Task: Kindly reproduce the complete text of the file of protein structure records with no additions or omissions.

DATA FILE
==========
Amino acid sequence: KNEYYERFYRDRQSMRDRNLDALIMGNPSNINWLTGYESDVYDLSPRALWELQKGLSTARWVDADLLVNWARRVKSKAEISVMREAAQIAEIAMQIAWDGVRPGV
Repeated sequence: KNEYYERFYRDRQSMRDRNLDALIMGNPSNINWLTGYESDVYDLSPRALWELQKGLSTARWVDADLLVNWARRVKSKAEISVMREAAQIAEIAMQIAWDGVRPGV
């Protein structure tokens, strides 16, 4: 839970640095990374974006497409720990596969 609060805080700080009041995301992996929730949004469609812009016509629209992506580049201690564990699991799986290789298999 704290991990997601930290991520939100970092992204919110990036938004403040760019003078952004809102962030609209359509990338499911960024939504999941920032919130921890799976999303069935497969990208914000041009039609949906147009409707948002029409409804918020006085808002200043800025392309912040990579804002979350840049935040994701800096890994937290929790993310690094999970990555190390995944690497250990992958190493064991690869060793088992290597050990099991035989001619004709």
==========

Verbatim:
Amino acid sequence: KNEYYERFYRDRQSMRDRNLDALIMGNPSNINWLTGYESDVYDLSPRALWELQKGLSTARWVDADLLVNWARRVKSKAEISVMREAAQIAEIAMQIAWDGVRPGV
Repeated sequence: KNEYYERFYRDRQSMRDRNLDALIMGNPSNINWLTGYESDVYDLSPRALWELQKGLSTARWVDADLLVNWARRVKSKAEISVMREAAQIAEIAMQIAWDGVRPGV
């Protein structure tokens, strides 16, 4: 839970640095990374974006497409720990596969 609060805080700080009041995301992996929730949004469609812009016509629209992506580049201690564990699991799986290789298999 704290991990997601930290991520939100970092992204919110990036938004403040760019003078952004809102962030609209359509990338499911960024939504999941920032919130921890799976999303069935497969990208914000041009039609949906147009409707948002029409409804918020006085808002200043800025392309912040990579804002979350840049935040994701800096890994937290929790993310690094999970990555190390995944690497250990992958190493064991690869060793088992290597050990099991035989001619004709």